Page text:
5AACHI45 Pompeii: History and Society
Credit value: 15
Module convenor/tutor 2018/19: Professor Henrik Mouristen & Dr Eoin O'Donoghue
Teaching pattern: 10 x 2-hour lectures (weekly)
Availability: Please see module list for relevant year
Assessment: 2 x 2,000 word essays (higher marked essay is weighted at 70%, while the lower is weighted at 30%)
Students are reassessed in the failed elements of assessment and by the same methods as the first attempt.
The modules offered in each academic year are subject to change in line with staff availability and student demand: there is no guarantee every module will run. Module descriptions and information may vary between years.
The surviving buildings, monuments, inscriptions and documents from Pompeii and Herculaneum provide unique information about a wide range of issues, including local administration, social structures and relations, economy and production, public and private art and architecture, the family, gender and sexuality, literacy, and health and nutrition.
The aim of the course is to use the evidence from the Vesuvian towns to draw a comprehensive and detailed picture of public and private life in a Roman town. In doing so it will also examine the methodological issues involved in studying social history on the basis of primary, non-literary sources, which comprise both textual and non-textual material. The course will therefore also examine the destruction of the sites as well as their excavation history.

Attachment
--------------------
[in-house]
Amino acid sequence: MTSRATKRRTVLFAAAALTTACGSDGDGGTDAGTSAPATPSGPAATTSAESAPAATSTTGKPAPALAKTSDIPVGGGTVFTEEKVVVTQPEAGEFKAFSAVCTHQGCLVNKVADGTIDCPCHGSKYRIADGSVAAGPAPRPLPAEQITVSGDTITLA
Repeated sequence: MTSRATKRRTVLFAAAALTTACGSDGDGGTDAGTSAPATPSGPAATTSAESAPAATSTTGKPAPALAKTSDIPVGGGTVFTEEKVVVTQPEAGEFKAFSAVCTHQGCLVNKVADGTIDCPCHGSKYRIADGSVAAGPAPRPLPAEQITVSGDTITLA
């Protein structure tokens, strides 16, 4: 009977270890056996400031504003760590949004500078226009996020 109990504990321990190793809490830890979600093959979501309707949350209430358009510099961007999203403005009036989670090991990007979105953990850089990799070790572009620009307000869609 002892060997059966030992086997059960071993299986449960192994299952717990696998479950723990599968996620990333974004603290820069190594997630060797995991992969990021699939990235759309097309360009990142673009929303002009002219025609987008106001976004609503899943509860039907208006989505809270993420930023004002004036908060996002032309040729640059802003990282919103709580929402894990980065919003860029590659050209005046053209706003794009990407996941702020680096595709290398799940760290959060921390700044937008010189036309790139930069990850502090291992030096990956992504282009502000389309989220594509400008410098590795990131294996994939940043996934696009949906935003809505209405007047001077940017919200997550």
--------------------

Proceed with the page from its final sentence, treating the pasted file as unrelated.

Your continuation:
Suggested introductory reading:
This is suggested reading and purchase of these books is not mandatory.
- J. Berry, The Complete Pompeii (2007).
- J. J. Dobbins and P. W. Foss (eds.) The world of Pompeii (2007).
- R. Ling, Pompeii. History, life and afterlife (2005).
- A.E. Cooley, Pompeii (2004).
- P. Zanker, Pompeii. Public and Private Life (1998)
- J.-P. Descoeudres (ed.), Pompeii Revisited. The Life and Death of a Roman Town (1994).